You will have to define what is meant by "time function". Do you also have a "space function" to go along with that? After all, per SR, they are on equal footing.

    Why is this inverse function so fascinating to you? If you have looked at classical E&M alone, you'll see many other "functions". Try solving the E field for, say an infinite plane of charge, for example. No inverse function there. Or what about a harmonic potential we use in solid state physics? No inverse function there either.

    So what's with the "time function" and the fascination with the "inverse function"? If this is only pure mathematical curiosity or numerology, shouldn't this thread be in the mathematics forum?

    Zz.
     
  6. Dec 1, 2008 #5

    atyy

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    What time should we use? The beating of a heart or an atomic clock? We choose a clock that makes the laws of motion simple (ie. F=ma). Compare equations (1.24), (1.25), (1.26) in the following, where different choices of time have been made: http://books.google.com/books?id=WAW-4nd-OeIC&printsec=frontcover#PPA6,M1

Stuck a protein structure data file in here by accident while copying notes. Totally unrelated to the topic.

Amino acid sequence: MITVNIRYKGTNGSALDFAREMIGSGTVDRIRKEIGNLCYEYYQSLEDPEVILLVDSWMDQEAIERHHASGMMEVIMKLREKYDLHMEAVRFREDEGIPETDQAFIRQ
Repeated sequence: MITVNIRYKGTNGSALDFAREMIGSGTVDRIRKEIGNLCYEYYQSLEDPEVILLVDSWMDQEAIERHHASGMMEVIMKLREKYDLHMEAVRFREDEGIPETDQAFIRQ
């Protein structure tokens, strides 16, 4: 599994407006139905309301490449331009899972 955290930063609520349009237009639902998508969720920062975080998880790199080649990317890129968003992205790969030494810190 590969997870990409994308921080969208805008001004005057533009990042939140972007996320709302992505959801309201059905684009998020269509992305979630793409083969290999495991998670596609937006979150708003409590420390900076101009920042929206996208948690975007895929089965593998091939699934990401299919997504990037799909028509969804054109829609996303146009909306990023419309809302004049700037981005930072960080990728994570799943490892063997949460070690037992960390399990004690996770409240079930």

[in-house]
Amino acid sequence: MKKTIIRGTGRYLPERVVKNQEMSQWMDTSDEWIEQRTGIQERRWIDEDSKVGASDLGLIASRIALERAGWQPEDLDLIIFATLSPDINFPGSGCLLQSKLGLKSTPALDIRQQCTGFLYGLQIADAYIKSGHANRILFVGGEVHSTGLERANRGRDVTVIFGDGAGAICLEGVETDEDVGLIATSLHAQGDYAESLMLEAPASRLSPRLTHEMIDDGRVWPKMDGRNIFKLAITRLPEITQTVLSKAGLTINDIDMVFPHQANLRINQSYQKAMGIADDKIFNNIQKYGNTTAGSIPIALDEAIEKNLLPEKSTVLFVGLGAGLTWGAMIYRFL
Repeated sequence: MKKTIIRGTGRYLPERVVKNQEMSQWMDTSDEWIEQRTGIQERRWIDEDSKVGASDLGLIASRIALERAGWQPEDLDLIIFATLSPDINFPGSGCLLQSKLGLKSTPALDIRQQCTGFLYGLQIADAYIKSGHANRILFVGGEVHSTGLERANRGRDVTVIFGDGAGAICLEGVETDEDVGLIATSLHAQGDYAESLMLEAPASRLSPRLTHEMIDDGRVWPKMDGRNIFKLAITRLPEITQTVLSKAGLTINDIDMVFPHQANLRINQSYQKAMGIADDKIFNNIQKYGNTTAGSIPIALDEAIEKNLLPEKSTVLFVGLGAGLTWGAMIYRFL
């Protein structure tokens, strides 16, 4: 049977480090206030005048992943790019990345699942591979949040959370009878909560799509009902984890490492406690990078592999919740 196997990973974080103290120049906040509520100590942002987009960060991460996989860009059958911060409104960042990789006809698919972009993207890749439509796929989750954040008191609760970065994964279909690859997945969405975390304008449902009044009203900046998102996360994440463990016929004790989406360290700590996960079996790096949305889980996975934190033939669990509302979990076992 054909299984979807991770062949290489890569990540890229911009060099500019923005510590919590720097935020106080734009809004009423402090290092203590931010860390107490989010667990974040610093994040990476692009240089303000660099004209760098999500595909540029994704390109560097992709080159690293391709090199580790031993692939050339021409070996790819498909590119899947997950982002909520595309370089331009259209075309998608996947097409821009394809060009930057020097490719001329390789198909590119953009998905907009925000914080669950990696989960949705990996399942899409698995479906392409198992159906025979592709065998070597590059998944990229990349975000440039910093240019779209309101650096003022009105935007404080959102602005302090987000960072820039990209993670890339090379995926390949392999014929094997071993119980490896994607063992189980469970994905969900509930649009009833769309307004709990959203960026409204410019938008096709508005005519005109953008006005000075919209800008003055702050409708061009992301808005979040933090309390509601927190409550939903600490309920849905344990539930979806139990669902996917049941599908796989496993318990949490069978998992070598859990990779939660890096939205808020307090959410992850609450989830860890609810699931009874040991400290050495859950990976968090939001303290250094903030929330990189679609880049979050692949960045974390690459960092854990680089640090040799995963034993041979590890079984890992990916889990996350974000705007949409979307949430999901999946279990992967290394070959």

7. Dec 1, 2008 #6
    But you see, we don't know all the properties of every particle. Hell, we don't even know all the properties of a single particle. However, I do like what you are trying to do here in the sense that you are stepping back and looking for universals. What I don't like is that you are treating the passage of time as a mathematical function.

    The biggest fallacy in all of physics (in my humble opinion) is the belief that the laws of nature are constant. It is just a belief, based upon the experience of what we've seen in our brief period of existence true, but it is carrying a lot of weight and the branch is pretty thin. And the conclusions that we've made based upon this premise encompass literally everything we know, or think we know.
    We assume that mathematics models existence perfectly. But that assumption is based upon the belief that the rules don't change. If they do, and so far we've seen nothing that doesn't change so why assume the rules don't.... what does that do to our worship of mathematics? Mathematics works great, for now and for handling the things that need to be handled. But it is not a wizard's staff.